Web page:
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It was already a pretty busy news cycle last week â Governor Chafeeâs executive order on gay marriage, the Channel 12 poll on the 1st Congressional district primary and the tussle over Woonsocketâs supplemental tax bill â and then the 38 Studios fiasco came and sucked all the oxygen out of the room.
Really, the only surprising thing about this news is that it seemed to take everyone by surprise.
Just about everyone in Rhode Island, except then-Gov. Donald Carcieri and his pick for EDC honcho, Keith Stokes, said at the time that this deal was irresponsible to the point of lunacy.
Former Red Sox pitcher Curt Schillingâs video game fantasy is exactly the type of thing venture capital firms are there for: companies with huge pools of money willing to take a flyer on a very risky schemes in the hopes that they will pay off big. It is not the type of thing a state government in a hurting economy wants to get within 10 miles of.
No venture capitalists would touch Shillingâs video game project with a barge pole; but the EDC barged right in. Just weeks after convincing the General Assembly to put aside a $125 million pot of money with which they could nurture small businesses, they shoved 60 percent of that cash into Shillingâs pipe dream. Where might Rhode Islandâs unemployment rate be today if, instead of bankrolling a celebrity athlete, EDC had given out $3 million in seed money to 25 small businesses?
The August 2, 2010, edition of Politics as Usual described the deal this way:
âIt is the very definition of risky â backing a company that is just now marketing its first product and has never made a dime in revenue. And that company makes video games. Unlike a new product that has a demonstrable use, there is absolutely no way to know in advance if a video game is going to be successful. You are basically betting that you can guess what 15-year-old boys are going to think is cool 18 months to two years from now. If the first couple of games flop, the company will go bust and the only assets it will have are the copyrights for video games nobody wants to buy, so there will be no way for the state to recoup its $75 mil.â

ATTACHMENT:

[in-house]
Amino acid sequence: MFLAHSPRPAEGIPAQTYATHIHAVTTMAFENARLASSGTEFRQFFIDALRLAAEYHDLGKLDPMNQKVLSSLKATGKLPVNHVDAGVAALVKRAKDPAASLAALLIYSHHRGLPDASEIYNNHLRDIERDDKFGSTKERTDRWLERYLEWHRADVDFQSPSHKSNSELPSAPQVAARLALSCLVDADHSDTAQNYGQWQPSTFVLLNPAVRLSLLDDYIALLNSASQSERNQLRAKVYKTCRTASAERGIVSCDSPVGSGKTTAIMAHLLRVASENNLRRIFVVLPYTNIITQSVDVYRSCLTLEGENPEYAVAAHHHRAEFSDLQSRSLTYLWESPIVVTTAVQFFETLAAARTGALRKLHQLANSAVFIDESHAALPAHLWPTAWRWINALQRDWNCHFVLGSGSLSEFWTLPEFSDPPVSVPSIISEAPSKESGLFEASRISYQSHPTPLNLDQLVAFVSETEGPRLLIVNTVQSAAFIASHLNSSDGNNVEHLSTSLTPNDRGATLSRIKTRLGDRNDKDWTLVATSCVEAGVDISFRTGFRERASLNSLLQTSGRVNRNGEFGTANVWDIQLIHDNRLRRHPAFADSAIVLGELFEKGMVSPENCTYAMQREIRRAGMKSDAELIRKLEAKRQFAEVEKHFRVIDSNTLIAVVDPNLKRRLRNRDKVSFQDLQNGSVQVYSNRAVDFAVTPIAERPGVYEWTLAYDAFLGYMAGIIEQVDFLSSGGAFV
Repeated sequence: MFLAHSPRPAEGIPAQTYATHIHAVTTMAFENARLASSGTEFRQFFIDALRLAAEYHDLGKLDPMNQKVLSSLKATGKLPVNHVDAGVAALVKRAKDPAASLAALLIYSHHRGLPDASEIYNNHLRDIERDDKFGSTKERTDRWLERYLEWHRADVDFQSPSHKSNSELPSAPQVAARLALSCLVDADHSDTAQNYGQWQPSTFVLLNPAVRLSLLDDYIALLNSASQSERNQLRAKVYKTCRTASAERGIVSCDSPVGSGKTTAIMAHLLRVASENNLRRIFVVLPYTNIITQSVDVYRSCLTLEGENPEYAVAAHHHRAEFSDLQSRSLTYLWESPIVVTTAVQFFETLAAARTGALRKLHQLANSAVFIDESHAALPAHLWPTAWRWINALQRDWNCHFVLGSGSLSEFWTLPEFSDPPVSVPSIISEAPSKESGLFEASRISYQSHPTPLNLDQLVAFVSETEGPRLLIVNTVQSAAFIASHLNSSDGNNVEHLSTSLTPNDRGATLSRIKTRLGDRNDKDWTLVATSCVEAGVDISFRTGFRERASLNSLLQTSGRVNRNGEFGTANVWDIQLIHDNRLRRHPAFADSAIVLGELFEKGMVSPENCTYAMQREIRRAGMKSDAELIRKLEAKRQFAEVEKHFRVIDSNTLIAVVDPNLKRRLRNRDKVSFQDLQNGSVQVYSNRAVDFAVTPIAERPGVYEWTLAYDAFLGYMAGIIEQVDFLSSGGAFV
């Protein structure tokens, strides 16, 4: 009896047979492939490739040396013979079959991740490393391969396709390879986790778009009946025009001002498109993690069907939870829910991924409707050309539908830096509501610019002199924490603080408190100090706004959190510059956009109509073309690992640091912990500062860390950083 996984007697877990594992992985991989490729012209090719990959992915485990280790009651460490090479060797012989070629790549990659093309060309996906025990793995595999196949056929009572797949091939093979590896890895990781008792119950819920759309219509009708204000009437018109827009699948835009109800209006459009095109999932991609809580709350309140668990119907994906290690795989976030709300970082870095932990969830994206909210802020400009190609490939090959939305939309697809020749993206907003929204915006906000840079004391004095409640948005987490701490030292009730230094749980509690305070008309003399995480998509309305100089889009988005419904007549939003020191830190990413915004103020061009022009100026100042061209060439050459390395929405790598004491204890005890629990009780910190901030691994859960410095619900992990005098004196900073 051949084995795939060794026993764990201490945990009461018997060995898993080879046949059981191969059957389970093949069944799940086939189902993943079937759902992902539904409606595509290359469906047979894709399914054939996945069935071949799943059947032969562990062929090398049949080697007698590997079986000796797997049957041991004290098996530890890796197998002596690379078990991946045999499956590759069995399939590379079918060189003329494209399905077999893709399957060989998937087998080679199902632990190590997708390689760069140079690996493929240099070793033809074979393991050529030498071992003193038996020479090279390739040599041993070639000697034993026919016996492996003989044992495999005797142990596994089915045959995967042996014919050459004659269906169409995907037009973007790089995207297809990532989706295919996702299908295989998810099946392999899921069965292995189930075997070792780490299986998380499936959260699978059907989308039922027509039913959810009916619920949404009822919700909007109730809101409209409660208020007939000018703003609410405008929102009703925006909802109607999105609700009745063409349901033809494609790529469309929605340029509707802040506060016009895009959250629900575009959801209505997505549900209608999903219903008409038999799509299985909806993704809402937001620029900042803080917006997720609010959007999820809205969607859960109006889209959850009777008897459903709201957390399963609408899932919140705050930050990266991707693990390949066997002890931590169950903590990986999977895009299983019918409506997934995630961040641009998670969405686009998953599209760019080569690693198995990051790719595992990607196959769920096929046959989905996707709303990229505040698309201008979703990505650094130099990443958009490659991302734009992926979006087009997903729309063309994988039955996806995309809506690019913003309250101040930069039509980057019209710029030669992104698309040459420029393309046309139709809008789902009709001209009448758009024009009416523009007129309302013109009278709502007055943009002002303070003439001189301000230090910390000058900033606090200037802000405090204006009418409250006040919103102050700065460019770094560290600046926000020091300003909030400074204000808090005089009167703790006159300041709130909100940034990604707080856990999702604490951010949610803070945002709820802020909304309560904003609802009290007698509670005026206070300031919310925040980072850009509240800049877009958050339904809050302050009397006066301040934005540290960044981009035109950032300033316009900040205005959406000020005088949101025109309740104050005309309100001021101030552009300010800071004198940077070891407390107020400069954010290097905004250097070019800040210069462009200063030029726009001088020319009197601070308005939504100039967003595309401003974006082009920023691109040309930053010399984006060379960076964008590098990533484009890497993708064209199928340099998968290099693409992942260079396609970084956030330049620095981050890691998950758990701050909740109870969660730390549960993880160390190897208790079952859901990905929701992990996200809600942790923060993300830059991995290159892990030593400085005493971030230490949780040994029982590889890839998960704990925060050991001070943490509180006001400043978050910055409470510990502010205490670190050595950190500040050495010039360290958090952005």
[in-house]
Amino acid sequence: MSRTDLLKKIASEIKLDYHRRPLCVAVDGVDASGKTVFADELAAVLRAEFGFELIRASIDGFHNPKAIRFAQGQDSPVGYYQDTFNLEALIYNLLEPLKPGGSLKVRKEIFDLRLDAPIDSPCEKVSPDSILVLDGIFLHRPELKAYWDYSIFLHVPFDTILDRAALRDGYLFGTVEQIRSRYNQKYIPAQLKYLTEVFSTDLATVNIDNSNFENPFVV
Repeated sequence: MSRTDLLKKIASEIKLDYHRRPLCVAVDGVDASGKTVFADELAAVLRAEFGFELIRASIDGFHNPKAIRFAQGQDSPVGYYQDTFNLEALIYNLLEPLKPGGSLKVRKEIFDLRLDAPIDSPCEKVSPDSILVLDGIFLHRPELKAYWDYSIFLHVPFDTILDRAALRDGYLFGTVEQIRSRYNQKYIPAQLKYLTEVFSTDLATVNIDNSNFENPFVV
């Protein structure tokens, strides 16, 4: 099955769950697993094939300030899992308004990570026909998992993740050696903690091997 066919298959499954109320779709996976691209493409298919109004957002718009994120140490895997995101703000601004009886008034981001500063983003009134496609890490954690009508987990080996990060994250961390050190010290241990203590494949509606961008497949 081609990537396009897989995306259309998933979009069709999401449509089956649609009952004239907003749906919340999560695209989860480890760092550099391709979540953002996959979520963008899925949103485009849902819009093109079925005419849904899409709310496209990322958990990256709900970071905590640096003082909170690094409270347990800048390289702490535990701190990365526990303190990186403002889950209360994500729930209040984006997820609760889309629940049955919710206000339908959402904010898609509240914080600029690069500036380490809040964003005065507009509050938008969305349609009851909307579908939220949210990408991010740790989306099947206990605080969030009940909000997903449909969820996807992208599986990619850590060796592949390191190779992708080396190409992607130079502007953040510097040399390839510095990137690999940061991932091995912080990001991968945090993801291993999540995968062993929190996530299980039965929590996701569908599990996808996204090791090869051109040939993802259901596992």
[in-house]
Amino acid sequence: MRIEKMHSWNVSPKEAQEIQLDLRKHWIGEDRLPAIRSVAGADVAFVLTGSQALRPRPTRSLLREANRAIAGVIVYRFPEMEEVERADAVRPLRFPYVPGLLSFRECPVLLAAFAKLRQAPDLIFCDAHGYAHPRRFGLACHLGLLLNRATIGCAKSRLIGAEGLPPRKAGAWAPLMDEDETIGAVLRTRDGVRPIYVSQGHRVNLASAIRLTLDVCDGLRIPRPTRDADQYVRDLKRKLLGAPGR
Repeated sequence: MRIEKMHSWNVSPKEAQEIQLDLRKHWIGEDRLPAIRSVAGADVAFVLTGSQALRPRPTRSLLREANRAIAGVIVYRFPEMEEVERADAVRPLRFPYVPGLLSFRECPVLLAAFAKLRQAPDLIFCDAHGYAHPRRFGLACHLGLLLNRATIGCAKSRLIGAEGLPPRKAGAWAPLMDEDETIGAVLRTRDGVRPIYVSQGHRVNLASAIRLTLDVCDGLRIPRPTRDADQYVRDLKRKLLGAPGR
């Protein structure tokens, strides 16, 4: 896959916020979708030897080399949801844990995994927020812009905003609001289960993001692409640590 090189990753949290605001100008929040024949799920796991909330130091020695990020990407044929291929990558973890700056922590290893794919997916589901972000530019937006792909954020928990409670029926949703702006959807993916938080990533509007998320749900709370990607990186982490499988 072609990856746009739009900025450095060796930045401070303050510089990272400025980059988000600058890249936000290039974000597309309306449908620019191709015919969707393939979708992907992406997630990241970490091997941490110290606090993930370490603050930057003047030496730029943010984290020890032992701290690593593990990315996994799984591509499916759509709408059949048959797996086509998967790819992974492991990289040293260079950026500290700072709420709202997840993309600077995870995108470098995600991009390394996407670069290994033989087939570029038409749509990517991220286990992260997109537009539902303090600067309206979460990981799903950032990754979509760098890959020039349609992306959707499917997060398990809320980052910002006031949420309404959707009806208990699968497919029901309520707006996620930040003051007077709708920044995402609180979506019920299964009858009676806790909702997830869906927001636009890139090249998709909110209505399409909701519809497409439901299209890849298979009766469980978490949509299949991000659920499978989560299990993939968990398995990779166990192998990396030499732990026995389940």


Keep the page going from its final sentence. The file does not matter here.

And I am no expert when it comes to money and business matters; if you donât believe me, take a peek at my bank account sometime.
Now there is little to do but wait for the depressing denouement to play itself out.
Chafee has shown strong leadership in this mess, doing his best to salvage a deal he warned against from the very beginning â remember that when this deal was being hatched, Chafee, then a candidate for governor tried to appeal to the EDC not to do this foolish thing and they wouldnât even let him in the door. If he wanted to, Chafee could step back from this disaster, shake his head sadly and say, âI told you so.â
But he is doing the two best things a governor could do in this situation: trying to find ways to help the company stay afloat, while at the same time making sure that not another dime of taxpayer money is thrown down this rathole. (Although if the company qualifies for tax credits, nothing can be done about that, Chafee said, though he is acting to try to make sure that state money â such as loans or, in Schillingâs case, loan guarantees â can not be used to leverage more state money.)
That the EDC does not already have a hard and fast rule that prevents a company to use its state handout to get more state handouts provides all the proof you should need of what a feeble joke that agency is.
So where do things stand today? Nobody really knows for sure, but someone should check Schillingâs sock to see if he is bleeding red ink onto it.
There are reports that, along with being nearly three weeks late on its May 1 loan payment to the state, 38 Studios did not meet its payroll last week. Not good signs.